Back in December, I wrote about my new feeding station I call the Bird Cage. It is an enclosure designed to exclude deer and raccoons.
The walls and top consist of grid panels of 2-inch by 2-inch heavy-duty wire mesh that allows birds to pass freely, but keeps larger animals out. Though the materials cost about $350, I’m happy with the results. It works. Not a single deer or raccoon has entered the bird cage, so only birds eat the seed I provide. During the day, I’ve occasionally felt a twinge of guilt when I see deer look longingly at the well-stocked feeders.
But I know that the cage is paying for itself. And the cage prevents raccoons from taking feeders into the woods under the cover of darkness.
My first concern about the bird cage was whether the mesh panels would discourage birds from entering. They did not. Within minutes of filling the feeders, chickadees, titmice and goldfinches used the feeders. The chickadees and goldfinches are so small they flew directly through the mesh unimpeded. Titmice and white-breasted nuthatches perched on the mesh before entering.
After a few days, all my regular backyard birds used the bird cage. Mourning doves are chunky birds, so I wondered if they might have trouble getting in and out. I didn’t see a dove in the cage until about a week after I set it up. And when I startled it, it flew about erratically trying to escape.
After about 10 seconds it perched on a horizontal piece of mesh and simply flew right out. This happened quite a few times until the doves seemed to remember how to escape.
Earlier this week, I discovered a dove having a hard time trying to leave the cage. Occasionally it perched on a feeder to rest. I suspected it might be an individual on its first visit to the bird cage. So I opened the door and entered the cage to help it out. At that point it flew to the ground and just walked right through the mesh. The dove’s learning curve may be steeper than smaller birds, but eventually they find the easy way out.
I offer a variety of foods in the cage to attract a variety of birds. Black-oil sunflower seeds, sunflower kernels, peanuts, and suet attract the birds I’ve already mentioned.
Other visitors include cardinals, blue jays, downy woodpeckers, hairy woodpeckers, red-bellied woodpeckers, song sparrows, tree sparrows, white-throated sparrows, dark-eyed juncos, house finches and purple finches. When I add mealworms to the menu in the spring, I expect bluebirds, robins, Carolina wrens, house wrens, catbirds, towhees and maybe a few warblers and vireos to join the list of visitors.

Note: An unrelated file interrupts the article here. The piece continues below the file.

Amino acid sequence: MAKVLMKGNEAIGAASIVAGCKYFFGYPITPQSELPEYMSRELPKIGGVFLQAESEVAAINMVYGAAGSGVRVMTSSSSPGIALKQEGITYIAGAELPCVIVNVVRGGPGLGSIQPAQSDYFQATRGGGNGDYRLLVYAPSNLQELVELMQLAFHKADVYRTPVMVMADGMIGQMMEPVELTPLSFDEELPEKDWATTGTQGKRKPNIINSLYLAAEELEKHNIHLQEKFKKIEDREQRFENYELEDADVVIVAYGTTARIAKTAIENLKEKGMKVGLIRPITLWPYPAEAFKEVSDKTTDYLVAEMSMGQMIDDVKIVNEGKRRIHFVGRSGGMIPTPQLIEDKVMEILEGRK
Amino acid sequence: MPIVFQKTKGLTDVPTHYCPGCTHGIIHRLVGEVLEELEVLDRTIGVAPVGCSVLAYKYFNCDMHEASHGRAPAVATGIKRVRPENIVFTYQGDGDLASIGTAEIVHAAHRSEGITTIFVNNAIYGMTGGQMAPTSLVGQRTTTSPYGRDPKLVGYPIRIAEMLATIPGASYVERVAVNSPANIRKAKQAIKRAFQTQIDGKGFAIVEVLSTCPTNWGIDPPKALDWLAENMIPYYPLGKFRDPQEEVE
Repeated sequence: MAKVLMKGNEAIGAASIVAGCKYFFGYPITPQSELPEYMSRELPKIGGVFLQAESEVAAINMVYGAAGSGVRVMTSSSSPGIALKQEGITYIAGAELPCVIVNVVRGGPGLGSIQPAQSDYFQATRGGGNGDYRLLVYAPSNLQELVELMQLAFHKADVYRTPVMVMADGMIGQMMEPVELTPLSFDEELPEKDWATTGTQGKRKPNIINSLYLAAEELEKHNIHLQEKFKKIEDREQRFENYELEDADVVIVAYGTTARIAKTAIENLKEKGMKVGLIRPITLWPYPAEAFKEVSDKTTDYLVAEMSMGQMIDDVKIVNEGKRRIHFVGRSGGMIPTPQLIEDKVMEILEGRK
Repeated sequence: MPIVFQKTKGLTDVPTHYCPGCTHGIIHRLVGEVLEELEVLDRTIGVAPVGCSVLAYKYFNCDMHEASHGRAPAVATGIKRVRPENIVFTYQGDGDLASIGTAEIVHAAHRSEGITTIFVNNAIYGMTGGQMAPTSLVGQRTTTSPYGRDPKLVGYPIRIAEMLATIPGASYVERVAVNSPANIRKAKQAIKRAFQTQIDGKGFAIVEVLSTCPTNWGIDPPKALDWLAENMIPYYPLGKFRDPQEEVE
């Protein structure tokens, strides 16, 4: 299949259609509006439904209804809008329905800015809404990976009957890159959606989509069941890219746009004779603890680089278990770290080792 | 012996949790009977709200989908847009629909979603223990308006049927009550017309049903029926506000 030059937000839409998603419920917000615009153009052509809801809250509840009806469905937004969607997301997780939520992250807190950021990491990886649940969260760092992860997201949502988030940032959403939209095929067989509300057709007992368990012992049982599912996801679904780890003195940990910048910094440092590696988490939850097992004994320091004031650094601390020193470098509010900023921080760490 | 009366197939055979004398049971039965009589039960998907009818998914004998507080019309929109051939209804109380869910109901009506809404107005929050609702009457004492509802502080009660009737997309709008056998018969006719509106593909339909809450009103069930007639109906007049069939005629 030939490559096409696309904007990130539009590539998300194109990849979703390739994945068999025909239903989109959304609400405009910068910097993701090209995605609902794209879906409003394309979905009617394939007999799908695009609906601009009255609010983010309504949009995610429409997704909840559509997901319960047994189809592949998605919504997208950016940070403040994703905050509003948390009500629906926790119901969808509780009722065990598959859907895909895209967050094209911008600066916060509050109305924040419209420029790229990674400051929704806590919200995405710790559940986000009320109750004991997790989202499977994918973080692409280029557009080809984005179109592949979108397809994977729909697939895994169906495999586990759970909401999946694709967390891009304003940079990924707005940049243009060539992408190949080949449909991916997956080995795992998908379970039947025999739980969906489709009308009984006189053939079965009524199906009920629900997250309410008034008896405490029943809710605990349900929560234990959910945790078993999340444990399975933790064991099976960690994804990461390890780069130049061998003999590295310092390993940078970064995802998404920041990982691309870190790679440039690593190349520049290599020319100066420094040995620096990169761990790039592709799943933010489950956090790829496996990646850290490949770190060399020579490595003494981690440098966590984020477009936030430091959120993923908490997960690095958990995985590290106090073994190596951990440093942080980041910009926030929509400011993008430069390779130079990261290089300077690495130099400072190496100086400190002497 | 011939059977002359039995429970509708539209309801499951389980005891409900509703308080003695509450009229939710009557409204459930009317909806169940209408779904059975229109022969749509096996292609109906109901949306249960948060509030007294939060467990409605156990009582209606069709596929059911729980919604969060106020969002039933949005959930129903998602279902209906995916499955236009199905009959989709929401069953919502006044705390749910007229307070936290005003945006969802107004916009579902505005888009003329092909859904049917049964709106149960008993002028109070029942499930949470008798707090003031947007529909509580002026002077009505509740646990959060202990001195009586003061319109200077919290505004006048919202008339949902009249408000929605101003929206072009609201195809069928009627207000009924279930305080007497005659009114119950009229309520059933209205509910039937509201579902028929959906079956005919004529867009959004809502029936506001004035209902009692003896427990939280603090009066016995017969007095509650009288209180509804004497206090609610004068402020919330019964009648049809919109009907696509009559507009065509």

One of the best features of this feeding station is that I can sit on a chair inside the cage with the birds. In just a few minutes, they accept my presence and freely come and go.
If I put a few peanuts or sunflower kernels on my outstretched hand, chickadees and nuthatches have already accepted my offerings. Nothing beats having a wild, free-flying chickadee sit on your fingertip, look you in the eye, and then grab a seed from the palm of your hand.
It’s a magical moment that ranks near the top of my outdoor experiences. One of these days I’m hoping for a blue jay to take a peanut. On the down side, however, there is the mess. All my feeders now occupy a footprint that measures just six by eight feet.
Bird droppings and seed hulls accumulate quickly. My solution is to rake the bottom of the cage twice a week. It’s easy to scoop the debris through the mesh to keep the cage floor relatively clean. When it warms up, I’ll gather all the waste into a compost pile. I admit that when I conceived the idea for the bird cage, I wasn’t sure it would be worth the cost.
Now I consider the investment money well spent. My only remaining concern is that a bear finds the cage when it leaves its winter den.
There’s no way it’s bear proof.
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